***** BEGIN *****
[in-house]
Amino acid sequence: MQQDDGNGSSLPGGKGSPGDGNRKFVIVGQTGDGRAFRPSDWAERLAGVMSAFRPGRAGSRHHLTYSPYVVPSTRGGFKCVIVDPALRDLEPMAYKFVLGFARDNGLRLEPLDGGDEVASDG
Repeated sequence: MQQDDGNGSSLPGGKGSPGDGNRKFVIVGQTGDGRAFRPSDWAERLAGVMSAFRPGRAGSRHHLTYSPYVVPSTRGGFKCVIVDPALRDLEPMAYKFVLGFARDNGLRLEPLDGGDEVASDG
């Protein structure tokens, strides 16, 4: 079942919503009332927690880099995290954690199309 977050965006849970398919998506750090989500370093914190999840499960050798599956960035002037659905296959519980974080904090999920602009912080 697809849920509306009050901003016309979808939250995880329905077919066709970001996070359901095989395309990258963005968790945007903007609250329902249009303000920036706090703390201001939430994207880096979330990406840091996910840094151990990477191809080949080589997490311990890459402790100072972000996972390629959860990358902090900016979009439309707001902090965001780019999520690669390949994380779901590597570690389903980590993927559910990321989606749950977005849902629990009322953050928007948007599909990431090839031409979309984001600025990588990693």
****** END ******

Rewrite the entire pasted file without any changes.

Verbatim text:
[in-house]
Amino acid sequence: MQQDDGNGSSLPGGKGSPGDGNRKFVIVGQTGDGRAFRPSDWAERLAGVMSAFRPGRAGSRHHLTYSPYVVPSTRGGFKCVIVDPALRDLEPMAYKFVLGFARDNGLRLEPLDGGDEVASDG
Repeated sequence: MQQDDGNGSSLPGGKGSPGDGNRKFVIVGQTGDGRAFRPSDWAERLAGVMSAFRPGRAGSRHHLTYSPYVVPSTRGGFKCVIVDPALRDLEPMAYKFVLGFARDNGLRLEPLDGGDEVASDG
């Protein structure tokens, strides 16, 4: 079942919503009332927690880099995290954690199309 977050965006849970398919998506750090989500370093914190999840499960050798599956960035002037659905296959519980974080904090999920602009912080 697809849920509306009050901003016309979808939250995880329905077919066709970001996070359901095989395309990258963005968790945007903007609250329902249009303000920036706090703390201001939430994207880096979330990406840091996910840094151990990477191809080949080589997490311990890459402790100072972000996972390629959860990358902090900016979009439309707001902090965001780019999520690669390949994380779901590597570690389903980590993927559910990321989606749950977005849902629990009322953050928007948007599909990431090839031409979309984001600025990588990693």